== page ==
You may have noticed some stories lately about entire families being wiped out by the husband. Just today I saw a story in Alabama where the husband killed his wife, daughter, and two others. This story might have reminded you of some others recently, such as a music teacher in Florida (killed himself plus three), or the executive MBA in California (killed himself plus five). Based on nothing more than circumstance, I’d say that this economic downturn has caused a dramatic increase in murder-suicides among family members. But the scientist in me demands that I find someone else who observes the same link, so here’s the Christian Science Monitor to tell us:
On a broader level, however, such incidents may be happening more often because an increasing number of Americans feel desperate pressure from job losses and other economic hardship, criminologists say.
“Most of these mass killings are precipitated by some catastrophic loss, and when the economy goes south, there are simply more of these losses,” says Jack Levin, a noted criminologist at Northeastern University in Boston.
Direct correlation between economic cycles and homicides is difficult to prove, cautions Shawn Bushway, a criminologist at the University at Albany in New York. But an economic downturn of this breadth and depth hasn’t been seen since data began to be collected after World War II, he also points out. “This is not the average situation,” Mr. Bushway says.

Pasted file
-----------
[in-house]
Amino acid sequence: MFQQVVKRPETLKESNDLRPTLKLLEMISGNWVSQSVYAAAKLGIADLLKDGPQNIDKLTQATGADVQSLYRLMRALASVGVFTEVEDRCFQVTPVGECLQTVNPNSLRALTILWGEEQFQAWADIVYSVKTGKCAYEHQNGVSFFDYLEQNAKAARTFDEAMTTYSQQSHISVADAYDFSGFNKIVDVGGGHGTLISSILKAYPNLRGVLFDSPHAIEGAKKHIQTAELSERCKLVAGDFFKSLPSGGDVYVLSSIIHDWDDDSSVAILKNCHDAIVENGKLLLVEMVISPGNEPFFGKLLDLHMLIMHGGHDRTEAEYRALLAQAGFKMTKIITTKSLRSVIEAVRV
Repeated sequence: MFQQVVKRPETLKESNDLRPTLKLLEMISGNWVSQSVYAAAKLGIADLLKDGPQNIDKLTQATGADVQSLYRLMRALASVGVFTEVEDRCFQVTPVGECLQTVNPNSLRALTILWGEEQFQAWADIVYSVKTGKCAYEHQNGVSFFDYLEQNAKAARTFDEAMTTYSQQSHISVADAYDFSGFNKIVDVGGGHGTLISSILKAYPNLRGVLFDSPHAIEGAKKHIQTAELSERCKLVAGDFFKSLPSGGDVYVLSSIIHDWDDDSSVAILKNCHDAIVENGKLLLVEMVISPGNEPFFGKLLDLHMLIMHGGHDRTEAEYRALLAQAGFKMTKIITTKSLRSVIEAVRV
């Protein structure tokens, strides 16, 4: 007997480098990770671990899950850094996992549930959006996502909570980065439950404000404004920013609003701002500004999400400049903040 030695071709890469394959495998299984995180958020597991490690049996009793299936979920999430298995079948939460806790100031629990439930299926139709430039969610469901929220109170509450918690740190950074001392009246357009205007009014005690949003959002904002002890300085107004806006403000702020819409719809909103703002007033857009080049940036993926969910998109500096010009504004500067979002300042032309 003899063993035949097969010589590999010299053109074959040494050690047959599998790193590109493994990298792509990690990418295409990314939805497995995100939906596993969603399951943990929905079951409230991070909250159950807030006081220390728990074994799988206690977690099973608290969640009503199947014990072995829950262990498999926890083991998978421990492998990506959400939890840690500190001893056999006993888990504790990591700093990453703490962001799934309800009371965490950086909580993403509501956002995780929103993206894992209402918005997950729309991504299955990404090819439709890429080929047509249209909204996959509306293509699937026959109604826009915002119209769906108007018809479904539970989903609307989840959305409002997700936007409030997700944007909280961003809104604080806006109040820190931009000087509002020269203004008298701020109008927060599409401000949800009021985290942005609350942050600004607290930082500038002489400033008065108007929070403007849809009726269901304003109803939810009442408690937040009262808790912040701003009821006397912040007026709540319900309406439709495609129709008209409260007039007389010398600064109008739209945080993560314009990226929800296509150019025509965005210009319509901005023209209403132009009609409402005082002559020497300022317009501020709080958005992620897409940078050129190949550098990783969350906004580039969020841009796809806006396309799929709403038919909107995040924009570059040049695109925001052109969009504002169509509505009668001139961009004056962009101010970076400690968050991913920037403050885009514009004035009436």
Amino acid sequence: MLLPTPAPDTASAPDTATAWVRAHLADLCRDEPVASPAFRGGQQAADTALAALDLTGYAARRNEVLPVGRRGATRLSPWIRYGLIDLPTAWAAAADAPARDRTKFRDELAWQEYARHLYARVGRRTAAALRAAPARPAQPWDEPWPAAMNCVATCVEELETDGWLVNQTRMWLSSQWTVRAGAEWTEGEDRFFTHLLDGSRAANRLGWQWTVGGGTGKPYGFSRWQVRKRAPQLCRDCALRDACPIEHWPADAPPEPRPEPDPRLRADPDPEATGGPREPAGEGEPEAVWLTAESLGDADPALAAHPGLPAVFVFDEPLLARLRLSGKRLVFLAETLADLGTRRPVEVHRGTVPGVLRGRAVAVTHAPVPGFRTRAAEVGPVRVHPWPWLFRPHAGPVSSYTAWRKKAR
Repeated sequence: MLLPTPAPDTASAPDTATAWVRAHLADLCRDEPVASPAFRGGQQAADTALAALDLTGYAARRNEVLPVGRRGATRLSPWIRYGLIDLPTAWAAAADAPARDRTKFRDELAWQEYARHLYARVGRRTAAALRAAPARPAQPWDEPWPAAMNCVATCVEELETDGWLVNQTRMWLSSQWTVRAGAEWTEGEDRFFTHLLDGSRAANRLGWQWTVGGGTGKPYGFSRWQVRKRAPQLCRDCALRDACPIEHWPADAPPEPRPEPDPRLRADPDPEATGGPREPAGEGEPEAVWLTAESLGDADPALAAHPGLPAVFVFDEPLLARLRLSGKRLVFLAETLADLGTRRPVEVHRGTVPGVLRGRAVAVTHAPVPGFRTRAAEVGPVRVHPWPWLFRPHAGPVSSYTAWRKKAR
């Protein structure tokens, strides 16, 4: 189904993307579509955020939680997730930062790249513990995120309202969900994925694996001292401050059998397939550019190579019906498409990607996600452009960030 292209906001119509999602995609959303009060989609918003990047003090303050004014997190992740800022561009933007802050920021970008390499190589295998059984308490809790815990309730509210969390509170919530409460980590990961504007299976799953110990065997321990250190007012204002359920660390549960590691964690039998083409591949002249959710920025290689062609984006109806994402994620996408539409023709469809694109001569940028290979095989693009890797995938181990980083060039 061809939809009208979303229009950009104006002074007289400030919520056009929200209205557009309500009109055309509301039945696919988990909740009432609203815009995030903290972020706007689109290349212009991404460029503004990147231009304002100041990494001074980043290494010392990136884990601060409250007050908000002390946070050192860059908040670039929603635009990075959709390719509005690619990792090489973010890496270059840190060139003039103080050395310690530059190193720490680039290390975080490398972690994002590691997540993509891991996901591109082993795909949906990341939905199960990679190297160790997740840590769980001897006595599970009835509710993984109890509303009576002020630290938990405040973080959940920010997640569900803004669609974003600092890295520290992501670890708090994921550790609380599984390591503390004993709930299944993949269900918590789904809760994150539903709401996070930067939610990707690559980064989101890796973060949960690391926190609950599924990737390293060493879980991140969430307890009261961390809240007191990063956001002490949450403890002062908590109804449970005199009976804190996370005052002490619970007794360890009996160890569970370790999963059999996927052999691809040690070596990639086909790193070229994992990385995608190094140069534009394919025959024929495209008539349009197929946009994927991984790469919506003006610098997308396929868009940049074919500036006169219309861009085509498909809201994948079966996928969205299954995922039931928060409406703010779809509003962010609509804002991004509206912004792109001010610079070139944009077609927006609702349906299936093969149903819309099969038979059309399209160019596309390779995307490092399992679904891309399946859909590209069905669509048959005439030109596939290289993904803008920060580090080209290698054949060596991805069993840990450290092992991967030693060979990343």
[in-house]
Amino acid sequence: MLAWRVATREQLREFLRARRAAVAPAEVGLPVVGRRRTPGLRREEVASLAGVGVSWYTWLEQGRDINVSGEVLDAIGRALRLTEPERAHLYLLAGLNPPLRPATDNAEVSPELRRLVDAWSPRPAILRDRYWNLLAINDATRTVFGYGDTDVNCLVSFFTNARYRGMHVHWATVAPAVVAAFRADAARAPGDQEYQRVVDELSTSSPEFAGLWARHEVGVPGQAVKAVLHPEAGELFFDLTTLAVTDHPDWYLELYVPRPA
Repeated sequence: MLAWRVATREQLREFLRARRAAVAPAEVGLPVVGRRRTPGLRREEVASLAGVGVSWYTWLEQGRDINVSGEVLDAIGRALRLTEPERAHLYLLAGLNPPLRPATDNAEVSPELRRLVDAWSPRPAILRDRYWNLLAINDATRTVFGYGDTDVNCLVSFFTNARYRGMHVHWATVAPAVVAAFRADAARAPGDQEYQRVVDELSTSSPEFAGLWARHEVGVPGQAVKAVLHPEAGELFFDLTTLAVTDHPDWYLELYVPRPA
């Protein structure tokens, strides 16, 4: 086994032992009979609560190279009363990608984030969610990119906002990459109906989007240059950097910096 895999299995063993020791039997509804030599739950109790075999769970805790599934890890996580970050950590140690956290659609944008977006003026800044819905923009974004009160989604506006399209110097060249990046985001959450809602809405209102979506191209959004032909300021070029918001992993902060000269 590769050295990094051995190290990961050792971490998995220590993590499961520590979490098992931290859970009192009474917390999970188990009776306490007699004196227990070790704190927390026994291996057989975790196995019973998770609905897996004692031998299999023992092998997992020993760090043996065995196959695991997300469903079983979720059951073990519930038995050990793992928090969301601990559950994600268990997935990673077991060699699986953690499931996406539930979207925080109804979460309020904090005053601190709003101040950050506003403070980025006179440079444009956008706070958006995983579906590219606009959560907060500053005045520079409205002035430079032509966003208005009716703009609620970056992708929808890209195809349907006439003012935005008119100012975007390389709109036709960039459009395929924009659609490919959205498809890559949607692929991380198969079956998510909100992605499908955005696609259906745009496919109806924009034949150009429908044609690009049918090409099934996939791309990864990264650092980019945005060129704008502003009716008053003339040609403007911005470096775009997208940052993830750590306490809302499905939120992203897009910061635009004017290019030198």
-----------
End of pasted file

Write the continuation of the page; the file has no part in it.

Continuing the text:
Still, criminologists do say that certain kinds of violent crimes have risen during specific economic downturns. The recession in the early 1990s “saw a dramatic increase in workplace violence committed by vengeful ex-workers who decided to come back and get even with their boss and their co-workers through the barrel of an AK-47,” Mr. Levin says.
And in the midst of this downturn, one study released Monday in Florida finds a link between domestic violence and economic tragedies like job loss and foreclosures. The Sunshine State saw an almost 40 percent jump in demand for domestic-violence centers, an increase related to the state of the economy, the study says. George Sheldon, secretary of Florida’s Department of Children and Families, calls the situation “the worst I’ve seen in years,” according to the Associated Press. Continue reading Murder-Suicide Rates on the Rise as Economy Slumps